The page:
Living in the midst of a pandemic has brought about a whole host of changes and challenges for workplaces and employees. One of the most notable? Virtual interviewing. With most on-site interviews on hold for the foreseeable future, it's important that you be prepared to make a great first impression—virtually.
A five-step framework for addressing systematic racism at work
The world has changed in the past few weeks.
We're watching corporations and organizations across the world come out in support of Black lives in droves. Many of those organizations are doing so for the first time in their history.
Women Founders & CEOs Share Their Tips
If you're anxious about looking for a new job right now, you're not alone. We've talked before about how you can land a job in the midst of COVID-19, but today we wanted to share advice from some of the experts who spoke at our inaugural Diversity Reboot Summit.
If you're struggling with perfectionism:<span style="display:block;position:relative;padding-top:56.25%;" class="rm-shortcode" data-rm-shortcode-id="824ce73e30a279a266a5dd91047dd6f5"><iframe lazy-loadable="true" src="https://www.youtube.com/embed/y58Luzbv_vw?rel=0" width="100%" height="auto" frameborder="0" scrolling="no" style="position:absolute;top:0;left:0;width:100%;height:100%;"></iframe></span><p><em>Reshma Saujani is the Founder and CEO of Girls Who Code, the international nonprofit organization working to close the gender gap in technology and change the image of what a computer programmer looks like and does. Since her viral TED Talk, "Teach Girls Bravery, Not Perfection" resonated worldwide, Reshma has been on a mission to inspire women to leave socially-ingrained perfectionism behind and rewire themselves for braver, bolder lives. Reshma talked with Zeryn Sarpangal, Chief Financial and People Officer, Code For America, about how women can work to be brave, not perfect, as they look for new opportunities. </em></p>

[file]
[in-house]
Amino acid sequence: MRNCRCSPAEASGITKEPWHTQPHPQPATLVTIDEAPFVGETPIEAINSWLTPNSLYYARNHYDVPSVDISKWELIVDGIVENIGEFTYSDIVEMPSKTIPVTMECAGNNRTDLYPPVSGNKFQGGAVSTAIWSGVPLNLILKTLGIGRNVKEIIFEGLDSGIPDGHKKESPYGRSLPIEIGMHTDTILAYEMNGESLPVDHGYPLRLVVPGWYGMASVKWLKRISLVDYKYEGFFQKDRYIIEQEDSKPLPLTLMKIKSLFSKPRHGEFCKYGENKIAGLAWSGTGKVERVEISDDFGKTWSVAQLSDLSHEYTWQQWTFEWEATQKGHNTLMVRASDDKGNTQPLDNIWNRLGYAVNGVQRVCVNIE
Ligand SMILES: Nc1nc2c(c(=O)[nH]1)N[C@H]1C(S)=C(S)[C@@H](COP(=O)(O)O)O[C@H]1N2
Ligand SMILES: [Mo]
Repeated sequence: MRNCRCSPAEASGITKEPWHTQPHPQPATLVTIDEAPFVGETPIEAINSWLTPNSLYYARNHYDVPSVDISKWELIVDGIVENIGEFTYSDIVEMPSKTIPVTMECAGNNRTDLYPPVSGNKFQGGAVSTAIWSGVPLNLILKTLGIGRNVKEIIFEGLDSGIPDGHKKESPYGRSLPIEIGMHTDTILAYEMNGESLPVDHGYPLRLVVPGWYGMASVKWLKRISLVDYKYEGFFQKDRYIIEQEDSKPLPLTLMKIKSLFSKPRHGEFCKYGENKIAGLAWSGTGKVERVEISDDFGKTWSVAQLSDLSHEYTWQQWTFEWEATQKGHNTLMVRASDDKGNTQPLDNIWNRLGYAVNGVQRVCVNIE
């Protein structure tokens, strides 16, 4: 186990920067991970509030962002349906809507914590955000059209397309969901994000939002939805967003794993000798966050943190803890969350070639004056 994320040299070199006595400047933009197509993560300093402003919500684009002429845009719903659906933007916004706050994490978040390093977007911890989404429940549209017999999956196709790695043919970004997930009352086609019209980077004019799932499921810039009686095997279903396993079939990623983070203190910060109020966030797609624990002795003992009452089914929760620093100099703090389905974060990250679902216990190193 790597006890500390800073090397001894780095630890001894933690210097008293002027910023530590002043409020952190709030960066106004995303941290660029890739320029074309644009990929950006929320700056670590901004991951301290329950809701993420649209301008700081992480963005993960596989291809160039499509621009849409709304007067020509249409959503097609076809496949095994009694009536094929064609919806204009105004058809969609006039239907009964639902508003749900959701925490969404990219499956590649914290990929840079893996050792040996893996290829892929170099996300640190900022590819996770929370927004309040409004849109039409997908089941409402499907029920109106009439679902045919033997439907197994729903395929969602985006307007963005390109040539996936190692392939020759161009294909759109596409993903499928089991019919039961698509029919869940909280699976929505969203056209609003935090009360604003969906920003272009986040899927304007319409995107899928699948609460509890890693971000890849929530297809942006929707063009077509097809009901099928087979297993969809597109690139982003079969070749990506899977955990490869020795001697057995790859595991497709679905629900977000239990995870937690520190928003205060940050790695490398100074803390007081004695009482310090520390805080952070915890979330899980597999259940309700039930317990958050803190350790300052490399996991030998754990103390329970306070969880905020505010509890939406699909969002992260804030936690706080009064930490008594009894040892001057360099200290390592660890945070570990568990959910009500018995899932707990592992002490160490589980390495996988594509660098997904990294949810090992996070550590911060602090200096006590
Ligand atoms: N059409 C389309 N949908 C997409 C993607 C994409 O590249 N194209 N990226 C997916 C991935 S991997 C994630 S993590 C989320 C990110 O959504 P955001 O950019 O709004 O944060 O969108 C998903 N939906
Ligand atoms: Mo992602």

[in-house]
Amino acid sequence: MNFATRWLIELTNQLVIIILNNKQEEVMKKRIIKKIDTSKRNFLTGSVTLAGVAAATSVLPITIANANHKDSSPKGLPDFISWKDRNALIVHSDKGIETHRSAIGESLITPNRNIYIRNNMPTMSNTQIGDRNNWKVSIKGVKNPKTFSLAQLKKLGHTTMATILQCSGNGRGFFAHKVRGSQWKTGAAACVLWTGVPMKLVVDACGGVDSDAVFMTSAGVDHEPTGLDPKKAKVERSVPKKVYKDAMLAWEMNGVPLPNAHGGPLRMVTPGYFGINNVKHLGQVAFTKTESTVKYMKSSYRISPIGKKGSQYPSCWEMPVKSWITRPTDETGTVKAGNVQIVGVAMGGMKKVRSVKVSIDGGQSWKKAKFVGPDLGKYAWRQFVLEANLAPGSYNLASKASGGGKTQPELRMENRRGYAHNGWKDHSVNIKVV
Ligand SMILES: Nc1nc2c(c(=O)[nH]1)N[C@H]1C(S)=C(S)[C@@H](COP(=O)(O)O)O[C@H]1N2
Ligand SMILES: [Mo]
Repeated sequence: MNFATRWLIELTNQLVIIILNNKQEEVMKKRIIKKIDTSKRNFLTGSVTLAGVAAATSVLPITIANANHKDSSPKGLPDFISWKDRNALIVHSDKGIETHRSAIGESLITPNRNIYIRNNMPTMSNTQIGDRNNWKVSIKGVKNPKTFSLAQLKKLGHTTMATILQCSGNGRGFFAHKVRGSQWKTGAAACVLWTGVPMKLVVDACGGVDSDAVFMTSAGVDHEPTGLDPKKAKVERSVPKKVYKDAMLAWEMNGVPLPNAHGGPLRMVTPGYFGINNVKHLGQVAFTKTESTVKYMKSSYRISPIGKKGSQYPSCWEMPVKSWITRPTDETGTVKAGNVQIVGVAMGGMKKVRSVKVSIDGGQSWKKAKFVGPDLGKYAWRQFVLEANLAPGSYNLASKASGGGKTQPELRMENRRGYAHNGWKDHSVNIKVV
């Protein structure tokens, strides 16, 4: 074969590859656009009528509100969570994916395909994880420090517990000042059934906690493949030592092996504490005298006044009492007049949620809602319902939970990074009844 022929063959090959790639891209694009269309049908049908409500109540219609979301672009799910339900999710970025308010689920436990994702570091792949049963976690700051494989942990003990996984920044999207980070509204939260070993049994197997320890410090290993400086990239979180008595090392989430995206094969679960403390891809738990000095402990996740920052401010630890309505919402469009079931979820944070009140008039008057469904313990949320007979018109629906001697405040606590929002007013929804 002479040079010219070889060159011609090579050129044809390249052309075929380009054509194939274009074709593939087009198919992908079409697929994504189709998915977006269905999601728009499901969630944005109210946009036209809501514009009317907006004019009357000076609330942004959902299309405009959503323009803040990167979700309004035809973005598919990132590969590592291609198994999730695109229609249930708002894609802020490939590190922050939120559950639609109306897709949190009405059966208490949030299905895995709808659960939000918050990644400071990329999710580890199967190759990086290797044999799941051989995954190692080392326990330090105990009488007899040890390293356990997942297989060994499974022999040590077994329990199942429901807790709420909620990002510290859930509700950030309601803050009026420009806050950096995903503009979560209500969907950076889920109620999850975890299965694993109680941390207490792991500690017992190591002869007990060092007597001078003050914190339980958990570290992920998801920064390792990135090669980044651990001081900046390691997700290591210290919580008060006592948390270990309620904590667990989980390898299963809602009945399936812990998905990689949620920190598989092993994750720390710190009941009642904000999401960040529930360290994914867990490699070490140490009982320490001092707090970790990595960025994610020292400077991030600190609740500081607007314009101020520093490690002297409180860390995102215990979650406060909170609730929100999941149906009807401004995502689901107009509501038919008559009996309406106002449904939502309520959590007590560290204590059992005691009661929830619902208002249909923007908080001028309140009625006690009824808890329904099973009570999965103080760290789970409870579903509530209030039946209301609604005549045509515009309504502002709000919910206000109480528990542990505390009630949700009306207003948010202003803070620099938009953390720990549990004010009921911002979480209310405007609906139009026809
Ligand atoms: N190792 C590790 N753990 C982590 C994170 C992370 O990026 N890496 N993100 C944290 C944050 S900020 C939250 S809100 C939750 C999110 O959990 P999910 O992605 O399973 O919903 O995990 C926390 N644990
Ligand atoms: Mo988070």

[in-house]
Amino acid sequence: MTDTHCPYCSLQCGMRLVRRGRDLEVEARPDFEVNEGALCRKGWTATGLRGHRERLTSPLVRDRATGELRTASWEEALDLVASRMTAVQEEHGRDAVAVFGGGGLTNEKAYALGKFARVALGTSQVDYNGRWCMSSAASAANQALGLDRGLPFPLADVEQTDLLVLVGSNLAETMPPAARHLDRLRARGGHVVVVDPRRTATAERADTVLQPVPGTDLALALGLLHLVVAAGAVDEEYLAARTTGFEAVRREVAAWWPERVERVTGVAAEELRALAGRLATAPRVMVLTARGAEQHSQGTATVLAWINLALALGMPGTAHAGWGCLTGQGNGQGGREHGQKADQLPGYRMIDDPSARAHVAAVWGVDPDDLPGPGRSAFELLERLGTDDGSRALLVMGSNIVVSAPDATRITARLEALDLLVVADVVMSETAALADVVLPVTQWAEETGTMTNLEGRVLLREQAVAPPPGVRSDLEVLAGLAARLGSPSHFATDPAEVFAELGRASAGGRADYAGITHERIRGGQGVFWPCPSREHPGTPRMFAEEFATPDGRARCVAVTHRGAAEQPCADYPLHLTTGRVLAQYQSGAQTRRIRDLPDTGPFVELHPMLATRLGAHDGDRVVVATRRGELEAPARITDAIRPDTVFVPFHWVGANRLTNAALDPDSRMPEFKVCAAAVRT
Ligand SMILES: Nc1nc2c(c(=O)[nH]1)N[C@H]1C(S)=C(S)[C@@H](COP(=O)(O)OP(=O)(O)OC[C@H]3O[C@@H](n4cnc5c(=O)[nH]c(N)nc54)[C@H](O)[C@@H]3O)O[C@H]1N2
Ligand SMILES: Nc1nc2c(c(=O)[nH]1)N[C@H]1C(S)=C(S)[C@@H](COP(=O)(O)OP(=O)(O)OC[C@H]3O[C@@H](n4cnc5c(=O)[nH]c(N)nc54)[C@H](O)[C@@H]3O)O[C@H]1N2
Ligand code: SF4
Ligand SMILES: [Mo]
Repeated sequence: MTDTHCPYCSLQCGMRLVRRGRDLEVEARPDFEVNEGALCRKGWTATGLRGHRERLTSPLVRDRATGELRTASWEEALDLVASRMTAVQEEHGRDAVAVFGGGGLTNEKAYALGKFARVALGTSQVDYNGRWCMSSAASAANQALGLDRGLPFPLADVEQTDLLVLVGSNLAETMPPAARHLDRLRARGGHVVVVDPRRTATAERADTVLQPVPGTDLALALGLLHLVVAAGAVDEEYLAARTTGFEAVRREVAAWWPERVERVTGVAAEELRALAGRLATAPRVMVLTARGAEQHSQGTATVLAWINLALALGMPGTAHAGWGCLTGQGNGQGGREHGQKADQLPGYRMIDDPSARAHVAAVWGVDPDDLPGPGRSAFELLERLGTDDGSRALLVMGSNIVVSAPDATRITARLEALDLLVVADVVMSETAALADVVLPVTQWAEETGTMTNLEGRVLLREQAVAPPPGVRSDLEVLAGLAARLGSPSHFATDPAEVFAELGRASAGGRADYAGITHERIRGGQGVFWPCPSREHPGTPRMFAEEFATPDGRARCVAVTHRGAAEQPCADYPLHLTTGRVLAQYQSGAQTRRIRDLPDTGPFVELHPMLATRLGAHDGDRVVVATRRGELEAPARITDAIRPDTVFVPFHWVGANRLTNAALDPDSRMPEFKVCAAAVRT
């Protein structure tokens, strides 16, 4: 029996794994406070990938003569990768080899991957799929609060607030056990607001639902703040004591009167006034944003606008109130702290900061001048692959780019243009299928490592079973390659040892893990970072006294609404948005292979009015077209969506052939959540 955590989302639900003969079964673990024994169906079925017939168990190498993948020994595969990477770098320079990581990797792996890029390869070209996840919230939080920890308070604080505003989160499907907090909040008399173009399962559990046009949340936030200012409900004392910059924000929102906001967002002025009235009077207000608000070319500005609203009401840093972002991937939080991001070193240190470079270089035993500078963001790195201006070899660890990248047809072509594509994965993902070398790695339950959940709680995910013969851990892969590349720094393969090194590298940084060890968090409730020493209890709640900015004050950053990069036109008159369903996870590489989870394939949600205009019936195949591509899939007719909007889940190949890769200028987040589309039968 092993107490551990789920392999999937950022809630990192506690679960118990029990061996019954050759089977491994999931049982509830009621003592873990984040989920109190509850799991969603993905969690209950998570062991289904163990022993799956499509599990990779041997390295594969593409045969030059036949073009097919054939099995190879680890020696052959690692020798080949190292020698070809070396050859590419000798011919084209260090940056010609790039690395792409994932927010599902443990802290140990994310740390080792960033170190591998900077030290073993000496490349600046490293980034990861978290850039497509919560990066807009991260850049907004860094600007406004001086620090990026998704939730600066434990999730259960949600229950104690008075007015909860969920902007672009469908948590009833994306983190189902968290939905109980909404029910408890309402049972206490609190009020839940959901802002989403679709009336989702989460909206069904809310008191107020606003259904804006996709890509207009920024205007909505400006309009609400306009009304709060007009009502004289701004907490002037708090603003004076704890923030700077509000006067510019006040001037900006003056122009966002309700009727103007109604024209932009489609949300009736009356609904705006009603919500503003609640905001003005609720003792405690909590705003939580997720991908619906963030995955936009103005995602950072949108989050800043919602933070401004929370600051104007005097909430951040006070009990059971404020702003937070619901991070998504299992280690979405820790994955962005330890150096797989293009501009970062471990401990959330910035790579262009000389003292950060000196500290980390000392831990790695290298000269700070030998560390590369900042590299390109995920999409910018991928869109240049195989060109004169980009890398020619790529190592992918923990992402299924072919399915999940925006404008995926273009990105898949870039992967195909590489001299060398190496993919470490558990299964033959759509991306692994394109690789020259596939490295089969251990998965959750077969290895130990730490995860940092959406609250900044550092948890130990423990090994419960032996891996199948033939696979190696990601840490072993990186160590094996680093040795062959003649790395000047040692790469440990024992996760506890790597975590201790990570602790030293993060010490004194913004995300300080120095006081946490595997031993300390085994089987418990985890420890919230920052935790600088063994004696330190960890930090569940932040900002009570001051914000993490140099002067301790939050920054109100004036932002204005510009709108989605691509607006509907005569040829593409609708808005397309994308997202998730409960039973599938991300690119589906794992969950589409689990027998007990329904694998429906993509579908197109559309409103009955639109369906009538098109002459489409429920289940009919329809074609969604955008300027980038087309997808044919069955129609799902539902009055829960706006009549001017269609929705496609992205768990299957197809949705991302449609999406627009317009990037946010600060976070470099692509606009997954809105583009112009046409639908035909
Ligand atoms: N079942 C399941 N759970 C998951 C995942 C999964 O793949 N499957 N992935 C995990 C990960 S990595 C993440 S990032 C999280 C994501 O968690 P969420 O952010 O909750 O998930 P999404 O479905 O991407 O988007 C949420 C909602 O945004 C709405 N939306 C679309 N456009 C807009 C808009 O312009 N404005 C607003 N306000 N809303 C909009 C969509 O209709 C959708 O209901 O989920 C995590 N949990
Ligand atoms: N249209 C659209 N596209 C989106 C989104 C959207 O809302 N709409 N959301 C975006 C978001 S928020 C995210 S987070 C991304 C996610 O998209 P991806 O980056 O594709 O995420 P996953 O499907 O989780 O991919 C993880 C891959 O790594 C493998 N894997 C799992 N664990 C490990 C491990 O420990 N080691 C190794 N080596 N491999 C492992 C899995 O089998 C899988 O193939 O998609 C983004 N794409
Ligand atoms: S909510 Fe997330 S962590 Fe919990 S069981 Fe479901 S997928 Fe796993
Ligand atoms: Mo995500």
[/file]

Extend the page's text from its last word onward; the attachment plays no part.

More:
If you're looking to pivot into tech (and land a remote job):<span style="display:block;position:relative;padding-top:56.25%;" class="rm-shortcode" data-rm-shortcode-id="80353e84513d2d043db309aaa94d457a"><iframe lazy-loadable="true" src="https://www.youtube.com/embed/ZaPMxG_5C40?rel=0" width="100%" height="auto" frameborder="0" scrolling="no" style="position:absolute;top:0;left:0;width:100%;height:100%;"></iframe></span><p><em>Adda Birnir, CEO of Skillcrush, shares her tips for getting the skills you need to land a remote job, even if you don't have a tech background. Skillcrush is an online tech-education company that helps their women make a career change into tech. </em></p>
If you need an inside connection:<span style="display:block;position:relative;padding-top:56.25%;" class="rm-shortcode" data-rm-shortcode-id="e38baadbe67361bff0eb4b95a5d2ade3"><iframe lazy-loadable="true" src="https://www.youtube.com/embed/gjK8kjosZe8?rel=0" width="100%" height="auto" frameborder="0" scrolling="no" style="position:absolute;top:0;left:0;width:100%;height:100%;"></iframe></span><p><em>How will we connect with others professionally as social distancing continues? During this session, Kristy Wallace, CEO of Ellevate Network; Natasha Green, Sr. Local Communities Manager at AnitaB.org Initiative; and Dee Poku-Spalding, Founder and CEO of WIE (Women: Inspiration and Enterprise) share their expert networking advice with Organized SHIFT CEO Landi Spearman.</em></p>
Since the brutal murder of George Floyd, the demand to take a strong stance against racism has swept the nation.